Hattie Carnegie (1889-1956) was a prominent fashion dress designer in the United States during the 1930s.
Hattie Carnegie, born Henrietta Kanengeiser in Vienna in 1889, was one of the premier dress designers of the 1930s. Not only did she make her mark through her elegant designs, she also trained a generation of fashion designers that shaped American style for decades. Carnegie started her career as a milliner. Her father, an artist and designer, introduced her to the world of fashion and design, and by age fifteen she had found work trimming hats. Five years later she opened a shop on East Tenth Street in New York called Carnegie—Ladies Hatter. The shop was successful, and within a few years she moved to the tony Upper West Side, where she took up dress design. However, she never learned to sew. A friend explained that "Hattie couldn't sew a fine seam, but she had a feeling about clothes and a personality to convey her ideas to the people who were to work them out." She changed the name of her business in 1914 to Hattie Carnegie, Inc., and by the 1920s was the toast of the fashion world from her new location in the Upper East Side.
Carnegie's belief in simplicity fit perfectly with the streamlining of 1930s design. She believed that "simple, beautiful clothes … enhance the charm of the woman who wears them. If you have a dress that is too often admired, be suspicious of it." The dress, she insisted, must fit and not overpower the woman who wears it. She was unabashedly devoted to Paris fashion and made regular buying trips throughout the 1920s and 1930s. Yet while she was a self-declared Francophile, she adapted French style to American tastes by offering a blend of style and comfort that suited many fashion-conscious Americans who still wanted their clothes to have a French flair.
Carnegie's expensive original designer clothes were out of reach for many Americans, but this did not limit her influence on American design. Hers were among some of the most widely copied designs by popularly priced designers. As the decade wore on, Carnegie added a modestly priced, ready-to-wear line of clothing that proved to be the most lucrative of her enterprises. She made her modestly priced clothes more available to the average consumer by permitting some department stores to carry the new line, breaking from her usual practice of selling her clothes at her own shop. This practice secured her influence over both haute couture and popular wear.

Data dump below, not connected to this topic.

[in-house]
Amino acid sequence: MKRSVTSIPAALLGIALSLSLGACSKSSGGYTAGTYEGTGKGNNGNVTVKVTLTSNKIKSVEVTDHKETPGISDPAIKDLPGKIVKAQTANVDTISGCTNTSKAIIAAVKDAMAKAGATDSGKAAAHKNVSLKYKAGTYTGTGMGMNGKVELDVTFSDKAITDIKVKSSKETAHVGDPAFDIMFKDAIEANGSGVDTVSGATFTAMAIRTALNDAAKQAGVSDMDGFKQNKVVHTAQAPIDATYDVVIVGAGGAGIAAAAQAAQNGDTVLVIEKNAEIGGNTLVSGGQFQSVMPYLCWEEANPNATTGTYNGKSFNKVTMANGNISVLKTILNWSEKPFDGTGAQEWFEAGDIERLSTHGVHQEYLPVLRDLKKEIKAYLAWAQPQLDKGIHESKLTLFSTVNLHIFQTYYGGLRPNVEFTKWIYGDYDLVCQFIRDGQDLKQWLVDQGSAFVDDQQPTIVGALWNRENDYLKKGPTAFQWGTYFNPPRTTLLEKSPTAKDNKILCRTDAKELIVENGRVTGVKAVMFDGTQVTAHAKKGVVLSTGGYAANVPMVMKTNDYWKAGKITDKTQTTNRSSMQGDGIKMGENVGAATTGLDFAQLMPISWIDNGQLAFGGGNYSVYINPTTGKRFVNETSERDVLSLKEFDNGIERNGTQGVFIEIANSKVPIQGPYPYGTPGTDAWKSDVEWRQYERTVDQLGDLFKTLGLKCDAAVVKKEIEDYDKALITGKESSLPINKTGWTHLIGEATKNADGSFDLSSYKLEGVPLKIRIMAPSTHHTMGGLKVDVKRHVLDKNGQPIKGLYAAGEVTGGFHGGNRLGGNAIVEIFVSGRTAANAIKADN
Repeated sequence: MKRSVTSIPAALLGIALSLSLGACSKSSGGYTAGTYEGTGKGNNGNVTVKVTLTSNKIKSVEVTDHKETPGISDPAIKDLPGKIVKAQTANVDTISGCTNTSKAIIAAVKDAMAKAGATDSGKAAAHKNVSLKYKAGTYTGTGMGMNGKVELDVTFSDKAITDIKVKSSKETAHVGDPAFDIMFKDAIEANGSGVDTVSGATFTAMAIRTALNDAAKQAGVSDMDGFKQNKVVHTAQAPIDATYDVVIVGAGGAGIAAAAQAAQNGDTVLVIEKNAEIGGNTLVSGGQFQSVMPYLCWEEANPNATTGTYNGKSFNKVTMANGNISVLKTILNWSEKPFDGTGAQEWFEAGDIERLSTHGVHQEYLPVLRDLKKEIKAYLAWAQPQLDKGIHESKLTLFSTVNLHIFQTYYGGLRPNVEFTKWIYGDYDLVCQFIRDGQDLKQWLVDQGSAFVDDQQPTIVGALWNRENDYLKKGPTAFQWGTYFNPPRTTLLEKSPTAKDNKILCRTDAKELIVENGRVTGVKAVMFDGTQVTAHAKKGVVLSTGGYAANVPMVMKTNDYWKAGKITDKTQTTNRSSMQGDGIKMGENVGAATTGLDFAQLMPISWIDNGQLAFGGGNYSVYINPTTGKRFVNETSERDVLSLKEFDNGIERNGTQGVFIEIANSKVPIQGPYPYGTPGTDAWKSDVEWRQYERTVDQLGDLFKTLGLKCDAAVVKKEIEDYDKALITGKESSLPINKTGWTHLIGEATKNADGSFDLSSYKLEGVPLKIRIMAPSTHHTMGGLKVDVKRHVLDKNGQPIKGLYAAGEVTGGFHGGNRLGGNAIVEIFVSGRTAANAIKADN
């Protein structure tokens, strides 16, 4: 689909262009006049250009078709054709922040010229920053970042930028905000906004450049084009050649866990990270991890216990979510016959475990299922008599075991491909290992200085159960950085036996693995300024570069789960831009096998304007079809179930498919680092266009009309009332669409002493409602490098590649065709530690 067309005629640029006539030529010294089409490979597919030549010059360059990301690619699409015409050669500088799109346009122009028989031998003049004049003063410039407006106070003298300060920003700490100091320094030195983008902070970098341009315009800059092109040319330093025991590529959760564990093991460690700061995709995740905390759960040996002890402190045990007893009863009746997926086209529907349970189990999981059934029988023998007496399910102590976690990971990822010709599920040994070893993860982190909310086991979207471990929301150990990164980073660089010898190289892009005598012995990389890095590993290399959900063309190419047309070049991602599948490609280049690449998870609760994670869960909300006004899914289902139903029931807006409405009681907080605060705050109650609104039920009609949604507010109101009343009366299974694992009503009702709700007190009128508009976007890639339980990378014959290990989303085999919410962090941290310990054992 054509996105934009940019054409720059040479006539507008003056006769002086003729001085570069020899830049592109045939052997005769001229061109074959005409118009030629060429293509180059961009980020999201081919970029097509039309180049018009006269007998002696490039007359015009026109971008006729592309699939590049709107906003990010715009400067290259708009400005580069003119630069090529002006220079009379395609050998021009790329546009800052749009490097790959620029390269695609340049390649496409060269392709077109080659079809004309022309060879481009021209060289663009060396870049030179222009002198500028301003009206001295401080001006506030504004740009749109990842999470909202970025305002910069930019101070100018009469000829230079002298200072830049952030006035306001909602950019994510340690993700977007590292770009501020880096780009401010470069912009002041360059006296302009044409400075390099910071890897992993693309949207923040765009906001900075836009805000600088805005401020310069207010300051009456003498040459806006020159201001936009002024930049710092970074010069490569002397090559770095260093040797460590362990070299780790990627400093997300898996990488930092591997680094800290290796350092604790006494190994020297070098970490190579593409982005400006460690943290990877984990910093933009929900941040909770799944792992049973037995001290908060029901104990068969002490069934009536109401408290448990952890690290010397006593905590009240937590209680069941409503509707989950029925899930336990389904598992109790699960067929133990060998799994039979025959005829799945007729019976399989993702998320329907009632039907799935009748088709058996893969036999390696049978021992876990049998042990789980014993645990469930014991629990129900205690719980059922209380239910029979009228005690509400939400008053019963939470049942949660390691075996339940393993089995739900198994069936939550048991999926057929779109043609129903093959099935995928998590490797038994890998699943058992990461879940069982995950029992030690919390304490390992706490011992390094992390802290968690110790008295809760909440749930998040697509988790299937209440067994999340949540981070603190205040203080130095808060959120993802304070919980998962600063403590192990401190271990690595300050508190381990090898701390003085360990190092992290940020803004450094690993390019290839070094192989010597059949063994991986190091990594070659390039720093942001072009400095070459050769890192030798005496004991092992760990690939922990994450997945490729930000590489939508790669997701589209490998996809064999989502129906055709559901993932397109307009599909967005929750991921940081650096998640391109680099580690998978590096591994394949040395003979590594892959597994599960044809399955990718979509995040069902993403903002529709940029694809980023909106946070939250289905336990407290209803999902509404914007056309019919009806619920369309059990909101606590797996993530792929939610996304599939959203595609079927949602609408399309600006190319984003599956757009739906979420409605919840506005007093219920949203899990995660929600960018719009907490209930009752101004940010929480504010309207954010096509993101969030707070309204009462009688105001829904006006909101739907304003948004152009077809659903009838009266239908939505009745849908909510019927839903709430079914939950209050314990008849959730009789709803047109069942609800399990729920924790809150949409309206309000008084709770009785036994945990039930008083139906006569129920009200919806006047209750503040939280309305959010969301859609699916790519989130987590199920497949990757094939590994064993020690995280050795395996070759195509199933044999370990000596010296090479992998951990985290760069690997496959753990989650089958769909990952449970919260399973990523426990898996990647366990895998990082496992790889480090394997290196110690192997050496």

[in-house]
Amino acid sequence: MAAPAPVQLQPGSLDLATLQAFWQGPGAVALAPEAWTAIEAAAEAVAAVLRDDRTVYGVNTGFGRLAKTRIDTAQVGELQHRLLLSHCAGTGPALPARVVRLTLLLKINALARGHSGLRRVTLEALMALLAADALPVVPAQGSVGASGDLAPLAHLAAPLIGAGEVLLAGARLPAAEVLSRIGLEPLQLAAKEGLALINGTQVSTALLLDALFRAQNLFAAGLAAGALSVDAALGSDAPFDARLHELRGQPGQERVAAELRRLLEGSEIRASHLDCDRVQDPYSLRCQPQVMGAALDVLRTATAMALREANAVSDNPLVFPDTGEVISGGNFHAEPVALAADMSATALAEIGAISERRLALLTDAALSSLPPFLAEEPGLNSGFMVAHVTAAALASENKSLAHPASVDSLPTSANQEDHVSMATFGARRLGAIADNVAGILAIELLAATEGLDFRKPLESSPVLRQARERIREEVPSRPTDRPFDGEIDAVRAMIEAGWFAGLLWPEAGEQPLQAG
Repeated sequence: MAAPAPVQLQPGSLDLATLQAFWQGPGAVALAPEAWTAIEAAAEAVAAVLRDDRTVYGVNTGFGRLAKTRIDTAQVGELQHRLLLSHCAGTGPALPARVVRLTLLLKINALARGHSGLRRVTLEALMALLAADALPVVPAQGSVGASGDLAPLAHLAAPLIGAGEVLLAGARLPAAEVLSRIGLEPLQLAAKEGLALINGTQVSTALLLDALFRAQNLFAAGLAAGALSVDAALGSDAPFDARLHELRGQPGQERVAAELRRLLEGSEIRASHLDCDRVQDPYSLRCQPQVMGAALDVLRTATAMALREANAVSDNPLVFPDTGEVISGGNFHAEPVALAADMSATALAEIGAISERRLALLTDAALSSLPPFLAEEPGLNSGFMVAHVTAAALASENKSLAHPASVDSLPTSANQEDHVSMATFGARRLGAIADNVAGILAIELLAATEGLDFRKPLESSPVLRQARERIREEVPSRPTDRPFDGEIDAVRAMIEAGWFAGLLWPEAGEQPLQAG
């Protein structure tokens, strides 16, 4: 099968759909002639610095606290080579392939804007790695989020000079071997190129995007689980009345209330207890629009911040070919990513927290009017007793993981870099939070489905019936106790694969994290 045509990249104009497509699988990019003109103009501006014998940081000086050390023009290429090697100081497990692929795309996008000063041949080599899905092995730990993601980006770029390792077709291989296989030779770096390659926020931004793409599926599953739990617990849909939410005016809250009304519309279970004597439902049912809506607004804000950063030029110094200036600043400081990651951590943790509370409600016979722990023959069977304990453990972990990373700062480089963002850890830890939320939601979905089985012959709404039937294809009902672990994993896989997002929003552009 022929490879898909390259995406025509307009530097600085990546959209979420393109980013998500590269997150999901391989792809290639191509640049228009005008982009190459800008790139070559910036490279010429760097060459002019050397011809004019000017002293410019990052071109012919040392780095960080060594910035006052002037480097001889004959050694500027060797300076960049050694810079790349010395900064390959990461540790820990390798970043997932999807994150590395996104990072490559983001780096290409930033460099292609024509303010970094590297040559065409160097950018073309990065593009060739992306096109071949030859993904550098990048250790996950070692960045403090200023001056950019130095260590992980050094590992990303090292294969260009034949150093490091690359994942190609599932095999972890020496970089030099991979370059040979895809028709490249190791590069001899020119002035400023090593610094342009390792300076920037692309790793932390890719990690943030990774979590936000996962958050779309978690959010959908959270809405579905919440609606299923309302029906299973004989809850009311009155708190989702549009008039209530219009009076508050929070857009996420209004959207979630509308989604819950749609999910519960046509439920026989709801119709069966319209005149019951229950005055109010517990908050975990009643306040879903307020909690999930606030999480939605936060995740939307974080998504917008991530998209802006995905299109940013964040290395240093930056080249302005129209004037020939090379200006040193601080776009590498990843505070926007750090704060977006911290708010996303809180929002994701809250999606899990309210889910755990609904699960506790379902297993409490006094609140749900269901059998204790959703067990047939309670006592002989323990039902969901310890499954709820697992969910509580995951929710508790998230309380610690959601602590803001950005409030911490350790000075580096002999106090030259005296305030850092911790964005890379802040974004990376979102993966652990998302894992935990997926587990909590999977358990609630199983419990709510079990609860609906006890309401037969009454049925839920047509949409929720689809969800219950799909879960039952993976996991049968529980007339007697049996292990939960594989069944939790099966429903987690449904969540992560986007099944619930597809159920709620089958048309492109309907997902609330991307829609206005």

Throughout the 1930s Carnegie's booming business attracted several young designers who trained under her. Norman Norell, Claire McCardell, Paula Trigére, Pauline De Rothschild, and Jean Louis, among others, spent years working under her tutelage. As her business grew, so did her interests. She added accessories, perfumes, chiffon handkerchiefs, silk hose, and cosmetics. By the 1940s Carnegie was well established as one of America's top designers.
L. H., "Profiles: Luxury, Inc.," New Yorker, 10 (31 March 1934): 23-27.
Caroline Rennolds Milbank, New York Fashion: The Evolution of American Style (New York: Abrams, 1989).